> > > So, it doesn’t seem that zeroing the given vector in the function passed to TSSetRHSJacobian is the problem. When I do that, it just zeros out the solution.
> > >
> > > I would think you would zero the residual vector (if you add to it to construct the residual, as in FEM methods), not the solution.
> > >
> > > The function that is passed to TSSetRHSJacobian has only one responsibility — to create the jacobian — correct? In my case this is A(t). The solution vector is given for when you are solving nonlinear problems (A(t) also depends on U(t)). In my case, I don’t even look at the solution vector (because my A(t) doesn’t depend on it).
> > >
> > > Are you initializing the Jacobian to 0 first?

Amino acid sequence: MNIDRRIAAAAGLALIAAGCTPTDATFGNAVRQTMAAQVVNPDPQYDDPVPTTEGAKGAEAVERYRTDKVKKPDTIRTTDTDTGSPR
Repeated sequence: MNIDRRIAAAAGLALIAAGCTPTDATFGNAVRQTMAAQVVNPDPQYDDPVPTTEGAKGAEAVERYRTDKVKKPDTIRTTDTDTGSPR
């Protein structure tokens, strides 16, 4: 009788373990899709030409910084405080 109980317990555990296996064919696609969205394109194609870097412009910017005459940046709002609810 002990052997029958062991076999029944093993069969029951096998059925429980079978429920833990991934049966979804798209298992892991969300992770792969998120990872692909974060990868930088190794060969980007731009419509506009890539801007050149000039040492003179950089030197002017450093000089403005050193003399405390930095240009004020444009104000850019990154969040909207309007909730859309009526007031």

> > >
> > > Thanks,
> > >
> > > Matt
> > >
> > > Is this the case? or is there some other responsibility of said function?
> > >
> > > -Andrew
> > >
> > > >Ah ha!
> > > >
> > > >The function passed to TSSetRHSJacobian needs to zero the solution vector?
> > > >
> > > >As a point, this isn’t mentioned in any documentation that I can find.
> > > >
> > > >-Andrew
> > >
> > > On Friday, Mar 20, 2015 at 2:17 PM, Matthew Knepley <knepley at gmail.com>, wrote:
> > > This sounds like a problem in your calculation function where a Vec or Mat does not get reset to 0, but it does in your by hand code.
> > >
> > > Matt
> > >
> > > On Mar 20, 2015 2:52 PM, "Andrew Spott" <ansp6066 at colorado.edu> wrote:
> > > I have a fairly simple problem that I’m trying to timestep:
> > >
> > > u’ = A(t) u
> > >
> > > I’m using the crank-nicholson method, which I understand (for this problem) to be:
> > >